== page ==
The above code fragment is exactly the job for a condition variable. Condition variable is a synchronization primitive first introduced in Windows Vista (in Windows part of the world; it probably always existed in Unix/Linux). Have VCL supported only Vista and above Windows versions, the above code fragment could be replaced like this:

        if not QueueEvent then begin
          SleepConditionVariableCS(CondVar, ThreadLock, INFINITE);
        end;

(well, not so simple; we should initialize the CondVar condition variable before we can use it. See msdn for details).

The use of the conditional variables makes the code more effective (thread enters a wait state and releases the specified critical section as an atomic operation) and more readable.

      finally
        LeaveCriticalSection(ThreadLock);
      end;
    finally
      if not QueueEvent then
        CloseHandle(SyncProcPtr.Signal);
    end;
    if not QueueEvent and Assigned(ASyncRec.FSynchronizeException) then
      raise ASyncRec.FSynchronizeException;
  end;
end;

That is all. Both Synchronize and Queue calls prepare a TSyncProc structure containing a pointer to the code to be executed by the main thread, insert the structure into the global SyncList list, and with Synchronize call a worker thread also enters a wait state until the main thread sets a signaling event in the TSyncProc structure.

Now about how the main thread finds out that the worker threads have prepared TSyncProc structures for him. The answer is WakeMainThread global variable defined in Classes.pas:

var
  WakeMainThread: TNotifyEvent = nil;

in the above Synchronize procedure we have

      if Assigned(WakeMainThread) then
          WakeMainThread(SyncProcPtr.SyncRec.FThread);

The WakeMainThread is assigned during the application initialization by the following code:

procedure TApplication.WakeMainThread(Sender: TObject);
begin
  PostMessage(Handle, WM_NULL, 0, 0);
end;

and WM_NULL message is processed in application window procedure as follows:

procedure TApplication.WndProc(var Message: TMessage);
[..]
    with Message do
      case Msg of
[..]

        WM_NULL:
          CheckSynchronize;
[..]

We see that every Synchronize or Queue method call posts WM_NULL message to the hidden application window; the WM_NULL message is processed by calling CheckSynchronize procedure. CheckSynchronize procedure scans the global SyncList list of the TSyncProc structures, executes the code pointed by them and, for Synchronize calls only, sets a signaling event in the TSyncProc structures after executing the code to wake up a worker thread.

What is the resume of the above analysis? Both Synchronize and Queue methods internally use window message processing (in the hidden application window), and in fact there is a little difference with custom message processing here. Due to design reasons a custom message processing is preferable when designing multithreaded components (with their own window procedures, created for example by Classes.AllocateHWnd function). Usually there is no practical reason to use custom message processing when designing multithreaded applications – Synchronize and Queue methods of the TThread class are just as good.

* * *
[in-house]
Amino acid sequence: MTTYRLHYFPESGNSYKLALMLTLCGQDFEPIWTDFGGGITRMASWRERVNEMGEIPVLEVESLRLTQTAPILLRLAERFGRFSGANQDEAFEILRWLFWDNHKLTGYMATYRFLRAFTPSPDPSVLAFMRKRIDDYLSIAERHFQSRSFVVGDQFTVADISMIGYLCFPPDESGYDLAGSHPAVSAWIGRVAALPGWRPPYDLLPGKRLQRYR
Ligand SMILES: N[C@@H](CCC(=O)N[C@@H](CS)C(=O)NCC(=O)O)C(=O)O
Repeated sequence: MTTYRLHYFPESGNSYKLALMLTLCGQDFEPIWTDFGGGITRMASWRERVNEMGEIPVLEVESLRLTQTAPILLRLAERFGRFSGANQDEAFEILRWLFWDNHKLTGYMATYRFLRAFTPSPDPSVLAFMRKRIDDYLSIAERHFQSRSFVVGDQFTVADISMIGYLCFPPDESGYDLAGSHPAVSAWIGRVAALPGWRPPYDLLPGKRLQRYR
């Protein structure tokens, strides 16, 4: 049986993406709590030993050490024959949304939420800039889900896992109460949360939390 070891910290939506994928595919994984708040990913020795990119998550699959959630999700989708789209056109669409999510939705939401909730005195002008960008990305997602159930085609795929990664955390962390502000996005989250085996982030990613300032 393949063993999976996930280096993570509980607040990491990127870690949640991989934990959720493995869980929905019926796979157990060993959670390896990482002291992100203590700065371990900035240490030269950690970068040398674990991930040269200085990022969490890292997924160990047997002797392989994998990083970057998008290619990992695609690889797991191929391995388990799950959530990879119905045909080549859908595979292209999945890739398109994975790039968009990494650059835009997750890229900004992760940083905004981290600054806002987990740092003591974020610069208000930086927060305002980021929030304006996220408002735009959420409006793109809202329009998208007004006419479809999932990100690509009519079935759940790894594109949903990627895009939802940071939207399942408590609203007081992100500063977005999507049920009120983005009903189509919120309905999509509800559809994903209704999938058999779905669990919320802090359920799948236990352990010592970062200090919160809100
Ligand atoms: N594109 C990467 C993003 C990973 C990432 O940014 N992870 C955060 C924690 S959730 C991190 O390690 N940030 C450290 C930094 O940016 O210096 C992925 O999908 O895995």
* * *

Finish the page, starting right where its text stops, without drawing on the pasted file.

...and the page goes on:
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4 thoughts on “Synchronization in Delphi TThread class

  1. Custom Messages had been useful until the introduction of TThreadProcedure.
    Before its introduction if you want to pass additional parameters to the Syncronized Method you have to introduce additional field/properties in your TThread descendant classes or to use a custom message in order to use WPARAM and LPARAM.

    The use of TThreadProcedure allows the use anonymous method that can capture parameters as anonymous method’s local variable.

    The handling of the main thead’ waking up the has changed since delphi 7.
    In delphi 7, and maybe in other version, the CheckSynchronize is called in the Application.ProcesseMessages function. It means that it is called only if your thread is hosted in an applicaton that has a message pump implemented by a delphi’s TApplication.

    This does not work if you make an ActiveX that has secondary threads implemented using TThread that is hosted in a “foreign ” host (Es VB app).

    The new implementation does not suffer of this problem.

    Regards,
    Stefano Moratto

  2. There is no need to write a custom messaging solution from scratch, you can build one using the TThread.Queue method. I have done this myself such that I can “post” any data structures (simple types, compount types, objects, etc) from background threads to the main thread. TThread.Queue is one of those undocumented hidden gems that was introduced in Delphi 2005 that I cannot do without.

  3. Hello!

    I’m gettin’ a issue and i’m tring to solve it using Threads.

    I need to create parallel loops and wait for then, but when i wait for a thread and i create another thread and wait for this one, then they enter on a queue, so while not the last thread is terminated, them the behind threads don’t terminate… Is something like a ShowModal with multwindows.